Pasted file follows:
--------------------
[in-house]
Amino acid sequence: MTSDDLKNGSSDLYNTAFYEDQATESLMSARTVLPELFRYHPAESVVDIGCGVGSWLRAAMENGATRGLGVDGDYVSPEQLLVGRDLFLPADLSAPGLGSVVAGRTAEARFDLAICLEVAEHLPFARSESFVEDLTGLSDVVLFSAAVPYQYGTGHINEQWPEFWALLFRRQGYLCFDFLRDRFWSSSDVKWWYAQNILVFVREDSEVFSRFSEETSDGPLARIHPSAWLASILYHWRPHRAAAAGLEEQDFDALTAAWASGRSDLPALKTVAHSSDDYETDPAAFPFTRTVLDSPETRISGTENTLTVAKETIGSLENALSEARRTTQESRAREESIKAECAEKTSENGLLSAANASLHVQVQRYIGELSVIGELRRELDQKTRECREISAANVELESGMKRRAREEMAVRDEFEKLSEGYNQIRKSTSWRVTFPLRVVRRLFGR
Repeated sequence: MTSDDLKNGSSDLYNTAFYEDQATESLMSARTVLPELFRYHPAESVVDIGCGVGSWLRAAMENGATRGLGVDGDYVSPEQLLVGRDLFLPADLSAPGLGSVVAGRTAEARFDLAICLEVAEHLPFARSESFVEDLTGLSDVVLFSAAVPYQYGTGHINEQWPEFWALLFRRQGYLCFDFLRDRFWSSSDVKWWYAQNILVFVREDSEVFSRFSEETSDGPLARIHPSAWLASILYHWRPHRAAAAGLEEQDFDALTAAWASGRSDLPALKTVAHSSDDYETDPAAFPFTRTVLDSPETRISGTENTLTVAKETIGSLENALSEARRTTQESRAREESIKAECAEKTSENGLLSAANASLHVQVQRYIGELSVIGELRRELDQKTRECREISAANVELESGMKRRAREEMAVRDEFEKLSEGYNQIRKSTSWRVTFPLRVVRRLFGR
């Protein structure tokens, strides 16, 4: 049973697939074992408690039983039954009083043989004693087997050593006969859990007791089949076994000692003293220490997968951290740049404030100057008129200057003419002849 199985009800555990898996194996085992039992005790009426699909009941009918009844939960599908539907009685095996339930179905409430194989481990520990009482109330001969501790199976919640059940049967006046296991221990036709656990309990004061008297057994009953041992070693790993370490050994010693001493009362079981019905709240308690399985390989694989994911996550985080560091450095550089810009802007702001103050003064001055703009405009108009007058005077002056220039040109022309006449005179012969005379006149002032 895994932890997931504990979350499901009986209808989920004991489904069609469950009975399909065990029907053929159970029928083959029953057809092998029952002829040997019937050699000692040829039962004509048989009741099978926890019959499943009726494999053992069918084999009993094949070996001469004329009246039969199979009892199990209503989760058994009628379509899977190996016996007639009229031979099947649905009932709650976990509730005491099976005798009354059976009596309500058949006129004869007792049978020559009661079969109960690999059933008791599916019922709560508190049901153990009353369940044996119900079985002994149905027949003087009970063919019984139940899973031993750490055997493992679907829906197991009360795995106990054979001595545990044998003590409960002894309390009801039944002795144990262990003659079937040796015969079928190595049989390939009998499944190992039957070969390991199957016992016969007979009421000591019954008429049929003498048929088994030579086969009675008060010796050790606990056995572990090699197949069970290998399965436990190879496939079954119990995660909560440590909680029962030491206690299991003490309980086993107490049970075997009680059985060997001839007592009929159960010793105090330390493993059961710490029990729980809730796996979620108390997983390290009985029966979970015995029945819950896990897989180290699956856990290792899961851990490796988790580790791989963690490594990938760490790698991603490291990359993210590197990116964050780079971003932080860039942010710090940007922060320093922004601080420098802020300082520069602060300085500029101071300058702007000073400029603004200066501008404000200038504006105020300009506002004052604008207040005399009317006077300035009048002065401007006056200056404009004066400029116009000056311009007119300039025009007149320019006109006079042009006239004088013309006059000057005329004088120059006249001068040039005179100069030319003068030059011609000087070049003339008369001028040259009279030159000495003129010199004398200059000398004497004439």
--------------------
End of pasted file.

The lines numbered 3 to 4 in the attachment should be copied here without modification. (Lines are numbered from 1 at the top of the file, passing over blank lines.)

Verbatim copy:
Repeated sequence: MTSDDLKNGSSDLYNTAFYEDQATESLMSARTVLPELFRYHPAESVVDIGCGVGSWLRAAMENGATRGLGVDGDYVSPEQLLVGRDLFLPADLSAPGLGSVVAGRTAEARFDLAICLEVAEHLPFARSESFVEDLTGLSDVVLFSAAVPYQYGTGHINEQWPEFWALLFRRQGYLCFDFLRDRFWSSSDVKWWYAQNILVFVREDSEVFSRFSEETSDGPLARIHPSAWLASILYHWRPHRAAAAGLEEQDFDALTAAWASGRSDLPALKTVAHSSDDYETDPAAFPFTRTVLDSPETRISGTENTLTVAKETIGSLENALSEARRTTQESRAREESIKAECAEKTSENGLLSAANASLHVQVQRYIGELSVIGELRRELDQKTRECREISAANVELESGMKRRAREEMAVRDEFEKLSEGYNQIRKSTSWRVTFPLRVVRRLFGR
């Protein structure tokens, strides 16, 4: 049973697939074992408690039983039954009083043989004693087997050593006969859990007791089949076994000692003293220490997968951290740049404030100057008129200057003419002849 199985009800555990898996194996085992039992005790009426699909009941009918009844939960599908539907009685095996339930179905409430194989481990520990009482109330001969501790199976919640059940049967006046296991221990036709656990309990004061008297057994009953041992070693790993370490050994010693001493009362079981019905709240308690399985390989694989994911996550985080560091450095550089810009802007702001103050003064001055703009405009108009007058005077002056220039040109022309006449005179012969005379006149002032 895994932890997931504990979350499901009986209808989920004991489904069609469950009975399909065990029907053929159970029928083959029953057809092998029952002829040997019937050699000692040829039962004509048989009741099978926890019959499943009726494999053992069918084999009993094949070996001469004329009246039969199979009892199990209503989760058994009628379509899977190996016996007639009229031979099947649905009932709650976990509730005491099976005798009354059976009596309500058949006129004869007792049978020559009661079969109960690999059933008791599916019922709560508190049901153990009353369940044996119900079985002994149905027949003087009970063919019984139940899973031993750490055997493992679907829906197991009360795995106990054979001595545990044998003590409960002894309390009801039944002795144990262990003659079937040796015969079928190595049989390939009998499944190992039957070969390991199957016992016969007979009421000591019954008429049929003498048929088994030579086969009675008060010796050790606990056995572990090699197949069970290998399965436990190879496939079954119990995660909560440590909680029962030491206690299991003490309980086993107490049970075997009680059985060997001839007592009929159960010793105090330390493993059961710490029990729980809730796996979620108390997983390290009985029966979970015995029945819950896990897989180290699956856990290792899961851990490796988790580790791989963690490594990938760490790698991603490291990359993210590197990116964050780079971003932080860039942010710090940007922060320093922004601080420098802020300082520069602060300085500029101071300058702007000073400029603004200066501008404000200038504006105020300009506002004052604008207040005399009317006077300035009048002065401007006056200056404009004066400029116009000056311009007119300039025009007149320019006109006079042009006239004088013309006059000057005329004088120059006249001068040039005179100069030319003068030059011609000087070049003339008369001028040259009279030159000495003129010199004398200059000398004497004439």